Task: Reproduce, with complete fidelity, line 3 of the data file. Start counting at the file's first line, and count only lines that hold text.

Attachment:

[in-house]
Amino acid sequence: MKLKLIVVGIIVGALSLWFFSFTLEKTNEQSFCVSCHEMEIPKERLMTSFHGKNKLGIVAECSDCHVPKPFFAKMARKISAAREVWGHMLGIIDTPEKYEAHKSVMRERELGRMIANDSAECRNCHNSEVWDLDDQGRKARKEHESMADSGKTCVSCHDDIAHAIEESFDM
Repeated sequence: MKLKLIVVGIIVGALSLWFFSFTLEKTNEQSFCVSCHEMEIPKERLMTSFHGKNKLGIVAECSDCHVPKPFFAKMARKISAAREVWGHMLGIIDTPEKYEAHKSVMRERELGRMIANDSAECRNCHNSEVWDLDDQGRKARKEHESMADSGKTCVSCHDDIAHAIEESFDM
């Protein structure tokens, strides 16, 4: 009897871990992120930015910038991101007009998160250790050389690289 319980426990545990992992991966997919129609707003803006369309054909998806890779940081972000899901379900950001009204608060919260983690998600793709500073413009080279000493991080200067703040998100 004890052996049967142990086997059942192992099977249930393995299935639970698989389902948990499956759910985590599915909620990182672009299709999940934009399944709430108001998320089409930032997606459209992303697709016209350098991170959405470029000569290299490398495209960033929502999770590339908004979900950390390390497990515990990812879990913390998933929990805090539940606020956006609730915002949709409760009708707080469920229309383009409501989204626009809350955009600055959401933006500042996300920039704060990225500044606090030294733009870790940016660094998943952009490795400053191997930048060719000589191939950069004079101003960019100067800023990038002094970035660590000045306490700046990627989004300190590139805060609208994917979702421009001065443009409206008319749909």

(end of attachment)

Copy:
Repeated sequence: MKLKLIVVGIIVGALSLWFFSFTLEKTNEQSFCVSCHEMEIPKERLMTSFHGKNKLGIVAECSDCHVPKPFFAKMARKISAAREVWGHMLGIIDTPEKYEAHKSVMRERELGRMIANDSAECRNCHNSEVWDLDDQGRKARKEHESMADSGKTCVSCHDDIAHAIEESFDM